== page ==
Jan <span class="nu0">28</span> <span class="nu0">13</span>:<span class="nu0">58</span>:<span class="nu0">20</span> localhost.localdomain <span class="kw2">sudo</span><span class="br0">[</span><span class="nu0">10518</span><span class="br0">]</span>: <span class="sy0">@</span>cee:<span class="br0">{</span><span class="st0">"sudo"</span>:<span class="br0">{</span><span class="st0">"accept"</span>:<span class="br0">{</span><span class="st0">"uuid"</span>:<span class="st0">"616bc9efcf-b239-469d-60ee-deb5af8ce6"</span>,<span class="st0">"server_time"</span>:<span class="br0">{</span><span class="st0">"seconds"</span>:<span class="nu0">1643374700</span>,<span class="st0">"nanoseconds"</span>:<span class="nu0">222446715</span>,<span class="st0">"iso8601"</span>:<span class="st0">"20220128125820Z"</span>,<span class="st0">"localtime"</span>:<span class="st0">"Jan 28 13:58:20"</span><span class="br0">}</span>,<span class="st0">"submit_time"</span>:<span class="br0">{</span><span class="st0">"seconds"</span>:<span class="nu0">1643374700</span>,<span class="st0">"nanoseconds"</span>:<span class="nu0">209935349</span>,<span class="st0">"iso8601"</span>:<span class="st0">"20220128125820Z"</span>,<span class="st0">"localtime"</span>:<span class="st0">"Jan 28 13:58:20"</span><span class="br0">}</span>,<span class="st0">"submituser"</span>:<span class="st0">"czanik"</span>,<span class="st0">"command"</span>:<span class="st0">"/bin/bash"</span>,<span class="st0">"runuser"</span>:<span class="st0">"root"</span>,<span class="st0">"runcwd"</span>:<span class="st0">"/home/czanik"</span>,<span class="st0">"ttyname"</span>:<span class="st0">"/dev/pts/0"</span>,<span class="st0">"submithost"</span>:<span class="st0">"localhost.localdomain"</span>,<span class="st0">"submitcwd"</span>:<span class="st0">"/home/czanik"</span>,<span class="st0">"runuid"</span>:<span class="nu0">0</span>,<span class="st0">"columns"</span>:<span class="nu0">118</span>,<span class="st0">"lines"</span>:<span class="nu0">60</span>,<span class="st0">"runargv"</span>:<span class="br0">[</span><span class="st0">"/bin/bash"</span><span class="br0">]</span>,<span class="st0">"runenv"</span>:<span class="br0">[</span><span class="st0">"LANG=en_US.UTF-8"</span>,<span class="st0">"HOSTNAME=localhost.localdomain"</span>,<span class="st0">"SHELL=/bin/bash"</span>,<span class="st0">"TERM=xterm-256color"</span>,<span class="st0">"PATH=/home/czanik/.local/bin:/home/czanik/bin:/usr/local/bin:/usr/bin:/usr/local/sbin:/usr/sbin"</span>,<span class="st0">"MAIL=/var/mail/root"</span>,<span class="st0">"LOGNAME=root"</span>,<span class="st0">"USER=root"</span>,<span class="st0">"HOME=/root"</span>,<span class="st0">"SUDO_COMMAND=/bin/bash"</span>,<span class="st0">"SUDO_USER=czanik"</span>,<span class="st0">"SUDO_UID=1000"</span>,<span class="st0">"SUDO_GID=1000"</span><span class="br0">]</span><span class="br0">}</span><span class="br0">}</span><span class="br0">}</span>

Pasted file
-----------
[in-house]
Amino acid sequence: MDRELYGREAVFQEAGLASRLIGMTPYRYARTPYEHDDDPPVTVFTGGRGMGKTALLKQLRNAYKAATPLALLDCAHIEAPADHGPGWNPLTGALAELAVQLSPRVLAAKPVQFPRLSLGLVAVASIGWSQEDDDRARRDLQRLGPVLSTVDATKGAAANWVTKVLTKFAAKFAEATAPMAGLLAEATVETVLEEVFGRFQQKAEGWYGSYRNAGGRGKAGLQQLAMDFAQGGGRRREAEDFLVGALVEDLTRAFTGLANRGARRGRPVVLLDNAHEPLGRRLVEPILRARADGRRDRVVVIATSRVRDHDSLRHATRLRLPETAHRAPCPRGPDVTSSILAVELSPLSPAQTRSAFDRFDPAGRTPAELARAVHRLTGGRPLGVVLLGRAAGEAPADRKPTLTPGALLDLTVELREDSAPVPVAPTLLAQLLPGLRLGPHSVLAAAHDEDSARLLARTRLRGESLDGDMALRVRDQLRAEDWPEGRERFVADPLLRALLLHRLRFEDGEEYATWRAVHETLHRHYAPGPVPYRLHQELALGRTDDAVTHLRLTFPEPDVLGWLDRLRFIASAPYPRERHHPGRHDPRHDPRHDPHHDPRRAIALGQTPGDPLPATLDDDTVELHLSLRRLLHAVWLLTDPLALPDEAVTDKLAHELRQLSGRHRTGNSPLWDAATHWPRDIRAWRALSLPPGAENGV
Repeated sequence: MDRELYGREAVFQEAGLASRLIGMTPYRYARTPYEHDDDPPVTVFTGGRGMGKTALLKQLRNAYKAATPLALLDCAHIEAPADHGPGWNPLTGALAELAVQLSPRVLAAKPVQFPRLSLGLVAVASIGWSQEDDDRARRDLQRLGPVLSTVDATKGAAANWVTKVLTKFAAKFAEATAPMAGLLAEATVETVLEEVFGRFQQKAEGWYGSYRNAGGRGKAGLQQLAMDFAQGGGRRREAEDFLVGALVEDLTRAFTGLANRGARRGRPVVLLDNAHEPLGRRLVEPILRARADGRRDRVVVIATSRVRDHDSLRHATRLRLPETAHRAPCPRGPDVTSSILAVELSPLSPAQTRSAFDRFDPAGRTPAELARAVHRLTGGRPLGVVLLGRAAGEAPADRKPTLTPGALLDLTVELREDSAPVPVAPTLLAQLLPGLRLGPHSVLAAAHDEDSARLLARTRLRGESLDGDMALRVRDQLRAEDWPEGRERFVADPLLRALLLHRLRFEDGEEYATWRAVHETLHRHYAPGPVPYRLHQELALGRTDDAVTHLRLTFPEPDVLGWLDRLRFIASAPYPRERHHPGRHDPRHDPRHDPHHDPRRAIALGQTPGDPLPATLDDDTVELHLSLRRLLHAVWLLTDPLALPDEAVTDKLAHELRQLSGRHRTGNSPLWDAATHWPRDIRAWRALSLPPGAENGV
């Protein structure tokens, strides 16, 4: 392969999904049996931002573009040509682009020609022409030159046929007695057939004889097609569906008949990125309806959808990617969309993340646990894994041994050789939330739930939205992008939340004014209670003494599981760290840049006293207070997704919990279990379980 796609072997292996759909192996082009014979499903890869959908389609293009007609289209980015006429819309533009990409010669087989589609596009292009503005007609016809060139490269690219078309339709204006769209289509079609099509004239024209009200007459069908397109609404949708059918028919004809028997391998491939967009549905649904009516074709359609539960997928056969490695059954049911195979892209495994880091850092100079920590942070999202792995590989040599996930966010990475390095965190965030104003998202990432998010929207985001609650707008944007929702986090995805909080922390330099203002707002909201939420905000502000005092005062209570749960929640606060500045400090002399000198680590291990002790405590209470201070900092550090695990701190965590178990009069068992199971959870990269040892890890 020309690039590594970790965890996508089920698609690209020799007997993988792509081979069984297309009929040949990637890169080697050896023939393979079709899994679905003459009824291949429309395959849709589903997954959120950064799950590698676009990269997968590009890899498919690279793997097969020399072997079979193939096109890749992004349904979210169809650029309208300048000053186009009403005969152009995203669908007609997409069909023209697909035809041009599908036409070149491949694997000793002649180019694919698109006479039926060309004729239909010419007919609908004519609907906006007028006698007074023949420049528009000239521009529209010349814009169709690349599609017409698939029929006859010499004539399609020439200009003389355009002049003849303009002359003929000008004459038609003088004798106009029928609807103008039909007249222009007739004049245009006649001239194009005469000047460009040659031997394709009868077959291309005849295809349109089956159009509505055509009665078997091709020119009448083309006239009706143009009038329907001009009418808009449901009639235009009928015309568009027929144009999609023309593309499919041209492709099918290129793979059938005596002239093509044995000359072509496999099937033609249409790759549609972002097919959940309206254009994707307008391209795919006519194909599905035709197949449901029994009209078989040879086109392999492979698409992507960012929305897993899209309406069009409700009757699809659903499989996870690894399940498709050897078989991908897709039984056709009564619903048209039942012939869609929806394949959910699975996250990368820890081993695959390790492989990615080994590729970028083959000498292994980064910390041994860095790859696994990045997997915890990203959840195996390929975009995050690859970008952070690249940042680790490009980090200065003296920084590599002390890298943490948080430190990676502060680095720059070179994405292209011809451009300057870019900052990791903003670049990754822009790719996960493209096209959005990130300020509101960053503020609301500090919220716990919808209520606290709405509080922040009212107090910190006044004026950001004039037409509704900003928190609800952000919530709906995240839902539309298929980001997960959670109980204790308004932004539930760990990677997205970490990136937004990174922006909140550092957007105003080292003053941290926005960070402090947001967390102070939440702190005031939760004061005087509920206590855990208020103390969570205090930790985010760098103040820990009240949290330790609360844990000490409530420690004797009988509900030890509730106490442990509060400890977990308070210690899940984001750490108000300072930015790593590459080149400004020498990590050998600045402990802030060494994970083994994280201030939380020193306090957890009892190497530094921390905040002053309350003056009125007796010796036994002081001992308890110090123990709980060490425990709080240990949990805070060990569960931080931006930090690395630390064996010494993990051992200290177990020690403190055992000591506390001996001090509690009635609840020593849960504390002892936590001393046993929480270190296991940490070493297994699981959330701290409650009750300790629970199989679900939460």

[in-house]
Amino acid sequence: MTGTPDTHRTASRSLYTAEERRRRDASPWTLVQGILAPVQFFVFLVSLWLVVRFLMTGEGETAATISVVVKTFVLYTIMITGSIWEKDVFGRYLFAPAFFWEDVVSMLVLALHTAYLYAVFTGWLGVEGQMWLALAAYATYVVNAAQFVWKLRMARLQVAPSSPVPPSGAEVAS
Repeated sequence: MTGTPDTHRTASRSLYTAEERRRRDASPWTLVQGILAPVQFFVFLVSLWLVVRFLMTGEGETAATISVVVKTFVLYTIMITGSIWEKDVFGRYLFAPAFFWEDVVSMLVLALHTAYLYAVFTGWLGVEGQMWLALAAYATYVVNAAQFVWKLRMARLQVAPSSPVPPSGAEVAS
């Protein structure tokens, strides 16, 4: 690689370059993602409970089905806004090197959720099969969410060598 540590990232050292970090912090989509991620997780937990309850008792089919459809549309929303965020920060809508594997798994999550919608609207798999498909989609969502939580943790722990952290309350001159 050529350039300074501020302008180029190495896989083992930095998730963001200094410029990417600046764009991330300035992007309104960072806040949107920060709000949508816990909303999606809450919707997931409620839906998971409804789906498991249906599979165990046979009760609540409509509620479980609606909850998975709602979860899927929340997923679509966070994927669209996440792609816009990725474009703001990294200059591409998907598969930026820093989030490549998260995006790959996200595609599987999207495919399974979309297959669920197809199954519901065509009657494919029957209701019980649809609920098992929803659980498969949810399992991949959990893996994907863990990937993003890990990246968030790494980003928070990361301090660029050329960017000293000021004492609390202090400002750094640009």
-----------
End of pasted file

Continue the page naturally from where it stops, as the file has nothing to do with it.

You can enable JSON-formatted log messages in the sudoers file:

Defaults <span class="re2">log_format</span>=json

You can learn more about how to work with JSON-formatted log messages from sudo from my syslog-ng blog.

2. Collecting logs centrally using sudo_logsrvd

Another logging-related feature in 1.9.4 is collecting all sudo log messages (including failures) using sudo_logsrvd. Previously, the system only logged successful sessions when sudo_logsrvd actually made a recording. Logging is still done through syslog by default in the end.